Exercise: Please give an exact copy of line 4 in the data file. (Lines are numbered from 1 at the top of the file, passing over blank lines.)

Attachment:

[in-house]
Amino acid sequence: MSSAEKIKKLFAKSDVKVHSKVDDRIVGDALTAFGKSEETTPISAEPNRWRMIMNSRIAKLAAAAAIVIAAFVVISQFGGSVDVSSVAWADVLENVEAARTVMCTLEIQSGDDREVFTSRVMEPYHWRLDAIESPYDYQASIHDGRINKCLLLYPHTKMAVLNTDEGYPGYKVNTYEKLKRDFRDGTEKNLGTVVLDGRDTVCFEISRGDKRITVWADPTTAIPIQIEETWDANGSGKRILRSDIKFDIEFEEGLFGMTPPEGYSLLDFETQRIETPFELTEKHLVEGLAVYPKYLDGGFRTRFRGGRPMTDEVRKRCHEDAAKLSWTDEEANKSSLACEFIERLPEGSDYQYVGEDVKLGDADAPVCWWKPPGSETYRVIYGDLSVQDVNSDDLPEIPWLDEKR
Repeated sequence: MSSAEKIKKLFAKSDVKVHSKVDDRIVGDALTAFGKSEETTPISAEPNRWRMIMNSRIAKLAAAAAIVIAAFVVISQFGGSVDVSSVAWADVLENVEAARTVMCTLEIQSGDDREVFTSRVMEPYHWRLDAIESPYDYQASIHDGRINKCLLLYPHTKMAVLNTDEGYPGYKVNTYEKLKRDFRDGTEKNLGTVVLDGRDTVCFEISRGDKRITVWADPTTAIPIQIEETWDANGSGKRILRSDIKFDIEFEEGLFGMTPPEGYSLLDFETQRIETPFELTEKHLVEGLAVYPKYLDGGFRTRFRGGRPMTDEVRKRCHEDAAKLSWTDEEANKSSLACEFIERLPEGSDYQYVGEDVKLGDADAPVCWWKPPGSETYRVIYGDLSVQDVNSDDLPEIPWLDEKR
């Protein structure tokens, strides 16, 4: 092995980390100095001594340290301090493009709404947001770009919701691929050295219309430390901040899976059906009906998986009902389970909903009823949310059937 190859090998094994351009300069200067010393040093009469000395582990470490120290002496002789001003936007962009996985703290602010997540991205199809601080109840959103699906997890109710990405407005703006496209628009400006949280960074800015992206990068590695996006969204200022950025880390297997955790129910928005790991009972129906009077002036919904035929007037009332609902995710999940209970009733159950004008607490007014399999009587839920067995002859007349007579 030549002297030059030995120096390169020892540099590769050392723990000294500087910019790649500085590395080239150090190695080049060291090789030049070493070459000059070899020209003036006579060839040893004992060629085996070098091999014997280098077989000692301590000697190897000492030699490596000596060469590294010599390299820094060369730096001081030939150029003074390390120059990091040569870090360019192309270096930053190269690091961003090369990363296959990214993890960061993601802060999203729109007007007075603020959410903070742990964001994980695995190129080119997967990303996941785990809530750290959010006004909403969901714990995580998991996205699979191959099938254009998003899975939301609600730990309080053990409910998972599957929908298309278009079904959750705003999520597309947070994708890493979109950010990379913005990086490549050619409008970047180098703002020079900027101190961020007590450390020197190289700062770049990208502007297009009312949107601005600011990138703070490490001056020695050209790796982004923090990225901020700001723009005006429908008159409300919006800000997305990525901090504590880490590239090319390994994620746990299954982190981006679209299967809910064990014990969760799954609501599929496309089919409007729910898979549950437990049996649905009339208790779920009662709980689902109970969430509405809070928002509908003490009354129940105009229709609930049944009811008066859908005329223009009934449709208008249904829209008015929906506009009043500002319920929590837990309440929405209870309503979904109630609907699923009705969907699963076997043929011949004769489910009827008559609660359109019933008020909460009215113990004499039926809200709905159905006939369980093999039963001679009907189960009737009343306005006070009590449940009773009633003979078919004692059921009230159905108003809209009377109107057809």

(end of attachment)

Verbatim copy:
């Protein structure tokens, strides 16, 4: 092995980390100095001594340290301090493009709404947001770009919701691929050295219309430390901040899976059906009906998986009902389970909903009823949310059937 190859090998094994351009300069200067010393040093009469000395582990470490120290002496002789001003936007962009996985703290602010997540991205199809601080109840959103699906997890109710990405407005703006496209628009400006949280960074800015992206990068590695996006969204200022950025880390297997955790129910928005790991009972129906009077002036919904035929007037009332609902995710999940209970009733159950004008607490007014399999009587839920067995002859007349007579 030549002297030059030995120096390169020892540099590769050392723990000294500087910019790649500085590395080239150090190695080049060291090789030049070493070459000059070899020209003036006579060839040893004992060629085996070098091999014997280098077989000692301590000697190897000492030699490596000596060469590294010599390299820094060369730096001081030939150029003074390390120059990091040569870090360019192309270096930053190269690091961003090369990363296959990214993890960061993601802060999203729109007007007075603020959410903070742990964001994980695995190129080119997967990303996941785990809530750290959010006004909403969901714990995580998991996205699979191959099938254009998003899975939301609600730990309080053990409910998972599957929908298309278009079904959750705003999520597309947070994708890493979109950010990379913005990086490549050619409008970047180098703002020079900027101190961020007590450390020197190289700062770049990208502007297009009312949107601005600011990138703070490490001056020695050209790796982004923090990225901020700001723009005006429908008159409300919006800000997305990525901090504590880490590239090319390994994620746990299954982190981006679209299967809910064990014990969760799954609501599929496309089919409007729910898979549950437990049996649905009339208790779920009662709980689902109970969430509405809070928002509908003490009354129940105009229709609930049944009811008066859908005329223009009934449709208008249904829209008015929906506009009043500002319920929590837990309440929405209870309503979904109630609907699923009705969907699963076997043929011949004769489910009827008559609660359109019933008020909460009215113990004499039926809200709905159905006939369980093999039963001679009907189960009737009343306005006070009590449940009773009633003979078919004692059921009230159905108003809209009377109107057809």